The Tramp meets a beautiful, blind flower girl and (at first inadvertently, then knowingly) tricks her into thinking he is rich. He also befriends a millionaire by stopping him drowning himself and thus gets the means to woo her (note to self: be on the lookout for suicidal millionaires).

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“Yes, miss, I’m totes rich!”

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Unfortunately, each time the millionaire sobers up he forgets all about the Tramp, so his income is sporadic at best. Still, all our favourite scenes were with the two of them including the aforementioned aggressive dancing.

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“Everyone’s about to get served!”

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We kind of preferred the Tramp when he was a prospector, probably because this time he tricks the blind girl into thinking he’s something he’s not. He is still funny and sweet though, and he means well. After reading an article about sight-restoring surgery, he decides to get a job and help out the flower girl. Hence the boxing match (as well as an actual job as a street sweeper, but that is less well choreographed..).

There’s slapstick, lots of physical comedy and everything else you’d expect from Chaplin, including a soundtrack composed by him which works really well with the visual. The ending is slightly ambivalent so feel free to interpret that as you wish. An enjoyable watch, but not as wonderful as some of the other films we’ve seen for this project. However, given the awesomeness of the list, it’s still miles better than most films in the world.

Things we learned: drunk friends aren’t real friends. Unless you get them drunk again.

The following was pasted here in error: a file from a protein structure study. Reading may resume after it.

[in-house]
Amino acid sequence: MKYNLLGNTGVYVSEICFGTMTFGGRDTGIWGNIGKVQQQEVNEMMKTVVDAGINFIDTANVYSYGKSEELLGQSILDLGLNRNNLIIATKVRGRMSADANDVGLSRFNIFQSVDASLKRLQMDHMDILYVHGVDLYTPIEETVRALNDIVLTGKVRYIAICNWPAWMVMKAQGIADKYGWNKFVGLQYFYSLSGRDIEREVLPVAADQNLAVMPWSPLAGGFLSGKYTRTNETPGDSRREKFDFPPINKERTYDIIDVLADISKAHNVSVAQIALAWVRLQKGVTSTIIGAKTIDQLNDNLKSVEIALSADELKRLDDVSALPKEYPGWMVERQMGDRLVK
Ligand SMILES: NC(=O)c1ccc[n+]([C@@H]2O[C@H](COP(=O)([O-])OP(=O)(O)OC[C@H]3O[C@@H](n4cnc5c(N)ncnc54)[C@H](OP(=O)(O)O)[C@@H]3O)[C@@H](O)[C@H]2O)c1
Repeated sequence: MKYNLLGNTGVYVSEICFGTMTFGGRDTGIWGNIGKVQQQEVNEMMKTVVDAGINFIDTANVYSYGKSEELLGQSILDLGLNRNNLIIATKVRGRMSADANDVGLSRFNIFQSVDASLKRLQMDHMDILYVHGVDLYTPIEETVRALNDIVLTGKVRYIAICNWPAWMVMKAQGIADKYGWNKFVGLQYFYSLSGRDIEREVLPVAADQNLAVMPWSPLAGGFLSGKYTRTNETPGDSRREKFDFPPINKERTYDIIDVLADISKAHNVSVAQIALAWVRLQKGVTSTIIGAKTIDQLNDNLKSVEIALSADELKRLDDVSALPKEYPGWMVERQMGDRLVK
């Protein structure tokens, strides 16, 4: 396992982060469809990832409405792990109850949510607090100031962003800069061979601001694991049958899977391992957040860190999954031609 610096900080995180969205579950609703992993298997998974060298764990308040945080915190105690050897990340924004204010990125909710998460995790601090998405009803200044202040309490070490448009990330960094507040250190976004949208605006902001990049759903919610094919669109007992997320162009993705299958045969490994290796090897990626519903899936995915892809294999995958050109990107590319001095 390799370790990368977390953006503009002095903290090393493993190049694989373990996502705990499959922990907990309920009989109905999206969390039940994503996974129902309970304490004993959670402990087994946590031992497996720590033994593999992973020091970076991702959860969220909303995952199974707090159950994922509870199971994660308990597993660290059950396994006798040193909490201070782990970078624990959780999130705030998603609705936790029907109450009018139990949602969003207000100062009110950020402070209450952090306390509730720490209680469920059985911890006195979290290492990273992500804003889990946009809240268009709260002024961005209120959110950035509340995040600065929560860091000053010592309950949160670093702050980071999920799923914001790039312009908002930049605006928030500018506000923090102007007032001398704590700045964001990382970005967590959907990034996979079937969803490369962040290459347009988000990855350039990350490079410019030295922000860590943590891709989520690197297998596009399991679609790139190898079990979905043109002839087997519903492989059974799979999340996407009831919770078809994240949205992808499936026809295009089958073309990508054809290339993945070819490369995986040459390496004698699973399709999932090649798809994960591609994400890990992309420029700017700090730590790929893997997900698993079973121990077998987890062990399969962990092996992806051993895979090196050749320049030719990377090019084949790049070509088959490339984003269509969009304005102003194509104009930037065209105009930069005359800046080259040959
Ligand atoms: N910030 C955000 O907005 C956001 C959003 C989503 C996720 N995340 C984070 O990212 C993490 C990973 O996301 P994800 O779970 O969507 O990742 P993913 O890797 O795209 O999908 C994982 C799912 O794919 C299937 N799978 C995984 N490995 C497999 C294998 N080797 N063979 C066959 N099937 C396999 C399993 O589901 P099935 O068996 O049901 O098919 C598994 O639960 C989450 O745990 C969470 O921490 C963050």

Next time: Dracula (1931) (Oboy, oboy, oboy!)

#12 Animal Crackers

Watched: August 11 2016

Director: Victor Heerman

Starring: The Marx Brothers

Year: 1930

Runtime: 1h 37min

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Ladies and gentlemen, we have moved on to talkies! And a talkie with musical numbers to boot!

This is a very different kind of absurd from Un Chien Andalou, and thankfully free from eye-stuff… Animal Crackers is a silly Marx Brothers comedy with lots of physical and verbal humour which made us both snort with laughter throughout (but, you know, snort in a very charming, feminine way). Despite Harpo’s quest to rape that poor girl, the film is funny, farcical and very silly indeed. You can clearly see Mel Brooks (among others) being influenced by the Marx Brothers, and never has the word “suicide” been pronounced better.

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Chico Marx has the best piano playing technique you’ll ever see

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The plot goes something like this: a wealthy society lady throws a party in honour of famous explorer Jeffrey T. Spaulding (fittingly for this project, the T stands for Edgar). During the course of the party, a valuable painting is replaced and stolen several times. However, the plot is just an excuse to showcase the visual gags, brilliant one liners and general comedic and artistic skills of Groucho, Harpo and Chico Marx, with poor Zeppo having a small part as the straight man. I can see why Xander in Buffy the Vampire Slayer (1997-2003) would identify with him.

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Guess who is the one without superpowers…

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The film is whimsical, zany and hilarious as well as very quotable (our new chorus is “Pardon me while I have a strange interlude”). If comedy’s not your thing (really? You don’t like comedy? Who doesn’t like comedy?), then it’s worth watching for the musical numbers in the beginning as well as all the pretty dresses worn by the party-goers. Enjoy!

Next time: L’Age d’Or (1930)

#9 The Cameraman

Watched: August 9 2016

Directors: Edward Sedgwick & Buster Keaton

Starring: Buster Keaton

Year: 1928

Runtime: 1h 09min